I wrote the book with the expressed intent of giving a clear description of how I achieved my remission. The absence of a ‘cook book’ specific to my case made evolving a plan both difficult and time consuming, especially for a sick man. I had never imagined that there were so many people with so many publications all aimed at pulling money from the ample teats of the cash cow we know of as cancer. One thing became obvious across the panoply of pulp and that was that few, if any of these people had ever had cancer? This seems to be symbiotic with the old adage, if you want advice on raising children, ask somebody who doesn’t have any and they can always tell you! Like I say, she’s a generous cash cow just waiting to be milked. It was a desire to not be a part of this crowd of leeches and opportunists that led me to put this book on the web for free to anyone in the world. When I get one of the many letters from total strangers thanking me for helping them get their lives back, then I feel richer than Bill Gates. After all, with visualization techniques, it is only necessary to think rich to, in fact, be rich!

With so many thousands of sure fire cures and books out there one can only wonder how cancer has possibly managed to survive. There are, of course, wonderful books out there that should be ‘must reads’ for cancer patients, authors like Siegel, Benson, Simonton and Pert stand as beacons for suffering patients trying to navigate the treacherous waters of cancer. Pity that the average patient who needs them the most simply cannot see them for the pile of also run’s whose trash is not worth the lives of the poor trees that were ground into pulp to produce them.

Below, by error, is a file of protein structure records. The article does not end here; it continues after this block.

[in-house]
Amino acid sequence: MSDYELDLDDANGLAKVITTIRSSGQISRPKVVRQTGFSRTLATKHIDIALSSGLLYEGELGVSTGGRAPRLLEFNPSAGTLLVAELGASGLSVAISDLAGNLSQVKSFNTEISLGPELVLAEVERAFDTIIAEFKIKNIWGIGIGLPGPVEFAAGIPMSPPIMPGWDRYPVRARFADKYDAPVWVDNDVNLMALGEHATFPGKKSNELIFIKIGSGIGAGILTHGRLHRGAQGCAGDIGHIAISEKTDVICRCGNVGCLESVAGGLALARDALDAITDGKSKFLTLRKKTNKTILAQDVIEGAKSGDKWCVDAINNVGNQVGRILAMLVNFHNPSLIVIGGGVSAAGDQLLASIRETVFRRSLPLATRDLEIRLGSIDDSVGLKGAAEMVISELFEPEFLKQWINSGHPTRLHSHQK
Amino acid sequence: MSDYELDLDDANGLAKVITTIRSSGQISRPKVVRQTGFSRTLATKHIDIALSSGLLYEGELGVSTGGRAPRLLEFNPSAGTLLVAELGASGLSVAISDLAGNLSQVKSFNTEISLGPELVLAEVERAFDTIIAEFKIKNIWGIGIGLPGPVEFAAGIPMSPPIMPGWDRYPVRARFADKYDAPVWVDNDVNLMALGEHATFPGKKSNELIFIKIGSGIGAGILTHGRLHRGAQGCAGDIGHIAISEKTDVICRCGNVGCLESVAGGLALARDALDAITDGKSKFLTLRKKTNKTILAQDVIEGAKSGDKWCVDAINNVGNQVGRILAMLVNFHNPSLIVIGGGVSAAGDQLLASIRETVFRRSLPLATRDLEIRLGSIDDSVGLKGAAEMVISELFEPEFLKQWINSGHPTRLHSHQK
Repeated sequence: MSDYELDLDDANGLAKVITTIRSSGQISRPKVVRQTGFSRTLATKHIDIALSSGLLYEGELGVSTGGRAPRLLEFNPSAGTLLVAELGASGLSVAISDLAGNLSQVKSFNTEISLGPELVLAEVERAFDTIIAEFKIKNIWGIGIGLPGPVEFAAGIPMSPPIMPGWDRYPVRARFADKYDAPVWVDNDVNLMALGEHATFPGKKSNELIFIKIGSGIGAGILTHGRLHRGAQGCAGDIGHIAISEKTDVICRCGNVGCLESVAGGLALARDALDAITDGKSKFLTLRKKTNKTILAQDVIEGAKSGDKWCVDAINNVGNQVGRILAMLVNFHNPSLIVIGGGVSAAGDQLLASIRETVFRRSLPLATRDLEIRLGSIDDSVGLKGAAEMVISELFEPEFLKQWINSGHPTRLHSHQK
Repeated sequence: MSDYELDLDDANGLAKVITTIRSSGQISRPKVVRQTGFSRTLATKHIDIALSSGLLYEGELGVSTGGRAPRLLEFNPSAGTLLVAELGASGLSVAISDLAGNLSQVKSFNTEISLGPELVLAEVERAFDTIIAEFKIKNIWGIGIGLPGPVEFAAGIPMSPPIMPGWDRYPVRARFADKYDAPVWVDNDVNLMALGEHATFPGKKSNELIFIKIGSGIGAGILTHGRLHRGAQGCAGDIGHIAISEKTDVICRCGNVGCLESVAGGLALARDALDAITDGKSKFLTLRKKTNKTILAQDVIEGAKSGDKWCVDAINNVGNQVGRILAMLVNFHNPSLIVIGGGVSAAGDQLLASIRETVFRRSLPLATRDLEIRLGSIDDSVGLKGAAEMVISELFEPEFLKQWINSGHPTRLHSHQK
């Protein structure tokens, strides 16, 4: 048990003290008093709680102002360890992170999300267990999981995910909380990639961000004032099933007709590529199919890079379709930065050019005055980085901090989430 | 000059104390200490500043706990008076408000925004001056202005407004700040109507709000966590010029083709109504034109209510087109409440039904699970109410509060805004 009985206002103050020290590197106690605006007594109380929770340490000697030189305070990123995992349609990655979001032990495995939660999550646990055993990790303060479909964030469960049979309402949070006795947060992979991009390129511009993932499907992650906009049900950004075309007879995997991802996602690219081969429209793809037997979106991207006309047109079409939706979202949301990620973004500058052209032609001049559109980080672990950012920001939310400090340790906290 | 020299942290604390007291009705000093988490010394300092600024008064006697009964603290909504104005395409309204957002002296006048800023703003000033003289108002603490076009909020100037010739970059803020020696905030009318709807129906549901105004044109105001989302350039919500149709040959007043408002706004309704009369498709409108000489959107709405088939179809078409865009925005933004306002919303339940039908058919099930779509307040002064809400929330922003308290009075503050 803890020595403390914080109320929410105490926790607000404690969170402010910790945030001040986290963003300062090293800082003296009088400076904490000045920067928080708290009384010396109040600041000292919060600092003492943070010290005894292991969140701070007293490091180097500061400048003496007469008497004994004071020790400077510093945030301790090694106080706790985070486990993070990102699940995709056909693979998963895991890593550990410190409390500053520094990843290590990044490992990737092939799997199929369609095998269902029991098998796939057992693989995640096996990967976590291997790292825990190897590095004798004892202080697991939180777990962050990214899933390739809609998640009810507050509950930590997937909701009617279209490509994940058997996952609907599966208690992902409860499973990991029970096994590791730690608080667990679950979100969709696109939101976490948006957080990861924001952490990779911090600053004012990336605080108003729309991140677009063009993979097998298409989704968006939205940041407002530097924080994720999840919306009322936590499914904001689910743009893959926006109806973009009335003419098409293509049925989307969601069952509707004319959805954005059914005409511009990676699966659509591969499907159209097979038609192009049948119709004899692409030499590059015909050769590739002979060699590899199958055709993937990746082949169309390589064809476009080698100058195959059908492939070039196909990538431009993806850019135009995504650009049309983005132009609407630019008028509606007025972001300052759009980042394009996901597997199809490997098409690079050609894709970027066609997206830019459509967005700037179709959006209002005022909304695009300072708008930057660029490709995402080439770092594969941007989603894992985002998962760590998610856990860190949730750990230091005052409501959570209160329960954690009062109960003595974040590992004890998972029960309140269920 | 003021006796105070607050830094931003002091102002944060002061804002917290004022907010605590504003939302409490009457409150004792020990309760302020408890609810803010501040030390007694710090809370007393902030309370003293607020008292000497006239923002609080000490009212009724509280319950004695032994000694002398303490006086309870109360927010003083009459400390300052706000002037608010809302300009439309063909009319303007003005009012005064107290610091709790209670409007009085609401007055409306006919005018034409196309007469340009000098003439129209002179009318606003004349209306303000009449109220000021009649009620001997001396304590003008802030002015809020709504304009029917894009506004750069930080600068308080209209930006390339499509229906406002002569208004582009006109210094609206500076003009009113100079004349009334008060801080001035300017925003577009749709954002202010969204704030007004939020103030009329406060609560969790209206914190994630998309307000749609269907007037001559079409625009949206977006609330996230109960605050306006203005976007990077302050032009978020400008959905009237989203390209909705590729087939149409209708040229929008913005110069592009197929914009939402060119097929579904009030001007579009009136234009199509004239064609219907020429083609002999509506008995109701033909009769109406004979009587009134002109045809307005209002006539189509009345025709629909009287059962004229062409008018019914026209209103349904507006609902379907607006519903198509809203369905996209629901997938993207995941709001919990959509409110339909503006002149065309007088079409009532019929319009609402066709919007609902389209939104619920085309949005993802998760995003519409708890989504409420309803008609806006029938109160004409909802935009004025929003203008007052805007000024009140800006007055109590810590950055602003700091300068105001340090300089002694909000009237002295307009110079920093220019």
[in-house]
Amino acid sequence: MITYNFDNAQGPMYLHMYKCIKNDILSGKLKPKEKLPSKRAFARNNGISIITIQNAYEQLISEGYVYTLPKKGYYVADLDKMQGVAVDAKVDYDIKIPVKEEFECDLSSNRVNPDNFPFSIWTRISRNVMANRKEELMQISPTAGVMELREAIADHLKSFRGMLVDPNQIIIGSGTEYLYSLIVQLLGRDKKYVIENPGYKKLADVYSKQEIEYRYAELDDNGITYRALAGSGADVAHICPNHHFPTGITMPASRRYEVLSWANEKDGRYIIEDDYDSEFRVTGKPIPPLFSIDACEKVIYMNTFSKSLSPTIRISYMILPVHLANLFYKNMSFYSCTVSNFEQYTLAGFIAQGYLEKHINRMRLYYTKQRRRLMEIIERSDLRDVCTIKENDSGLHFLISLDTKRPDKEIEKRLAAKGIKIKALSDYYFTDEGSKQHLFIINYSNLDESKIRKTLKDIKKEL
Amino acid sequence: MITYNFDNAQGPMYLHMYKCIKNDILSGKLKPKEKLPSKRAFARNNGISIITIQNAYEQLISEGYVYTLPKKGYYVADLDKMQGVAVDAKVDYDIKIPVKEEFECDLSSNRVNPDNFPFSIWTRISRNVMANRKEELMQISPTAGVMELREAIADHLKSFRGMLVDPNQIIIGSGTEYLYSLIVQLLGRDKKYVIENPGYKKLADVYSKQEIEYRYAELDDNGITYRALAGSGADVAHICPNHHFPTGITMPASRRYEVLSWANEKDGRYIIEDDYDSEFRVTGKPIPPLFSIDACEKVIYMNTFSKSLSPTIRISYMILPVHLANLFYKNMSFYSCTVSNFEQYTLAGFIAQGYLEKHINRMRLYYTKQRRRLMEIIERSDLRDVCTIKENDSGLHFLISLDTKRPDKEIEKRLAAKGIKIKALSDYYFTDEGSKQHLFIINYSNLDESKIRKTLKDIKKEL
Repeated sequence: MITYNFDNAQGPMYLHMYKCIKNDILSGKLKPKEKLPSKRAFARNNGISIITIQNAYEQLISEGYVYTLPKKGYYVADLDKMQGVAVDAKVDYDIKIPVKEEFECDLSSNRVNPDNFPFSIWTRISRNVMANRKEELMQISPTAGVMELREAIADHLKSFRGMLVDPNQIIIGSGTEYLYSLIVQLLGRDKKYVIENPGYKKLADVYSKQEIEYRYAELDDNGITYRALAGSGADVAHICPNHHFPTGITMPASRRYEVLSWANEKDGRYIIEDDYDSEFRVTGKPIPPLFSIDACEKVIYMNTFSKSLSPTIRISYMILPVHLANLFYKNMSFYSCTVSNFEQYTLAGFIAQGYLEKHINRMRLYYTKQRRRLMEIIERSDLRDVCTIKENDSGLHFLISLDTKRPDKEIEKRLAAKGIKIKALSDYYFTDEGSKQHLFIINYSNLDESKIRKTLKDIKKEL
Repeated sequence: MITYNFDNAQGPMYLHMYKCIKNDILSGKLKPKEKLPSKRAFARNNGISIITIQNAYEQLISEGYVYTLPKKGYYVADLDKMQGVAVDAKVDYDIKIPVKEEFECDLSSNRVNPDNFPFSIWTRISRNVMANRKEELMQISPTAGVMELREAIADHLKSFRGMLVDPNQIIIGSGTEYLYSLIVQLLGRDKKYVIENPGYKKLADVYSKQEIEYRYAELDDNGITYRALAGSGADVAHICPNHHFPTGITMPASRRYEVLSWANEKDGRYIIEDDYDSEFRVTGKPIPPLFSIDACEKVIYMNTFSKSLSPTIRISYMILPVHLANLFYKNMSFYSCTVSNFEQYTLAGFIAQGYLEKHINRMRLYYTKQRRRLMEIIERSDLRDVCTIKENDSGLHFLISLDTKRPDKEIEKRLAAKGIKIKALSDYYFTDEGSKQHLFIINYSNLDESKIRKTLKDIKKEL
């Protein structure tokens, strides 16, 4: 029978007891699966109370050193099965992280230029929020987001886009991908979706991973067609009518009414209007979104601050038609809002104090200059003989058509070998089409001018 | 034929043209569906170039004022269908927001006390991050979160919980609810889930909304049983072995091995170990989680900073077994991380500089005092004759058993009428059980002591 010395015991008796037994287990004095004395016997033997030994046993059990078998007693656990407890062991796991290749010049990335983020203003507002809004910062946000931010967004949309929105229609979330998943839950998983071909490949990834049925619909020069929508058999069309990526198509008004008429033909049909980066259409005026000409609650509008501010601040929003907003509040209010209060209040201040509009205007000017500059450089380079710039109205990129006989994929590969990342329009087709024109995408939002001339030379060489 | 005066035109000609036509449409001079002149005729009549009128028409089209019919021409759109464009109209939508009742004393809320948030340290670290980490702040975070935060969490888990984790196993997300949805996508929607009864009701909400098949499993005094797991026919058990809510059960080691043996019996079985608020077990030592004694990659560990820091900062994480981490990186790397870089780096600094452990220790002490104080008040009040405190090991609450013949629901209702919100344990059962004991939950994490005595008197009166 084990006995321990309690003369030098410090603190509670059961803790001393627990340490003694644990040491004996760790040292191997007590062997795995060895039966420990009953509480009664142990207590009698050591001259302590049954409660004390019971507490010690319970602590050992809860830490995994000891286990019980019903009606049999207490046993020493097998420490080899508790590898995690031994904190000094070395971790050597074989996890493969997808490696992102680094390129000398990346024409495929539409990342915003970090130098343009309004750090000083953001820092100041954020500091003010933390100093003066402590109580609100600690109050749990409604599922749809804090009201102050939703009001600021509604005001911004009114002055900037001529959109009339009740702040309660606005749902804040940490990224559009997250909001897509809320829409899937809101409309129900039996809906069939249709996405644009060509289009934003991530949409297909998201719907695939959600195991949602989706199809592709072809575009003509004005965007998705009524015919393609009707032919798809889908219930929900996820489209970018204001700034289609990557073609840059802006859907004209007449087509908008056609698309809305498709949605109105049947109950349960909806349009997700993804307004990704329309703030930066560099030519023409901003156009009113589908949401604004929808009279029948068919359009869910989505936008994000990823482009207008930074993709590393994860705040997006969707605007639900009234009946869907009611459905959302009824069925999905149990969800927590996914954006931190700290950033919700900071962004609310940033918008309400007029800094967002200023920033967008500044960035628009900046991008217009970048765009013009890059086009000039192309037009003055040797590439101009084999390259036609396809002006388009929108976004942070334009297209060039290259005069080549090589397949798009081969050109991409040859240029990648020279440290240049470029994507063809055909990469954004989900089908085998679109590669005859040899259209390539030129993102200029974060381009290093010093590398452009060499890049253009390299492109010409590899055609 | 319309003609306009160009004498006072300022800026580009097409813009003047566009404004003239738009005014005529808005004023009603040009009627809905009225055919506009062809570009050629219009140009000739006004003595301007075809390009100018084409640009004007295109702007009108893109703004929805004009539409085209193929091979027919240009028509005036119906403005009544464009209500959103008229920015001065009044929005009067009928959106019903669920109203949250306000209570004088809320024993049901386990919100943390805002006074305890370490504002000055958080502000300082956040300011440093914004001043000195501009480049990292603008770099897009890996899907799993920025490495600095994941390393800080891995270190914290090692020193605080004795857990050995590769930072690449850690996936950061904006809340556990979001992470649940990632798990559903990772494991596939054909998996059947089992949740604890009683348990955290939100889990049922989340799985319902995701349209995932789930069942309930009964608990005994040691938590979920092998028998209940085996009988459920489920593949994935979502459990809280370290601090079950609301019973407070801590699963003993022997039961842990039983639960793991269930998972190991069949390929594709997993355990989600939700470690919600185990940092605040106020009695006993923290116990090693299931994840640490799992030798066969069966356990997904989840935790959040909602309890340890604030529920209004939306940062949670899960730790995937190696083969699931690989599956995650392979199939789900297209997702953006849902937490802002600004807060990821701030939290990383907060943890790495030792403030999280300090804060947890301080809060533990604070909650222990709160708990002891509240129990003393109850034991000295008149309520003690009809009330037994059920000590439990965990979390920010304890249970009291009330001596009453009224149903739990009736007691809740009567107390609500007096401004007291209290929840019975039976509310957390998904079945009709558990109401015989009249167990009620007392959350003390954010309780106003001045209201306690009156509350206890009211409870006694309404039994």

In the days shortly after my cure was confirmed, (note how strange, almost controversial, the word cure sounds in a cancer paper), I chanced to converse with renowned heart surgeon and TV personality, Dr. Mehmet Oz of Columbia Presbyterian in New York. As a comment on my story, he expressed concern that nobody was studying why people like me experience remissions. It is as though we keep focusing on death with failed trials ad nauseum when we should be looking at life. I think that this remark more than any other set my feet on this obsessive mission to pass the miracle around to the patients who need it. Mehmet further stated that there has never been a cancer found that did not have some survivors. That being so then clearly there is some wiggle room for patients wishing to go for that remission.

Another doctor that I found compelling was Carl Simonton. Initially a radiation oncologist, he became a pioneer in treating cancer with Guided Imagery out of wonder as to just why, starting with similar diseases and treatment, one patient would die and the other survive. His work led to some observations that I deemed profound.

First of these is that cancer cells are not the invulnerable juggernauts we have been led to believe. They are, in fact, poorly organized, easily attacked by elements of the immune system and totally unable to repair themselves. About what one would expect from an organism stupid enough to kill its own life support host.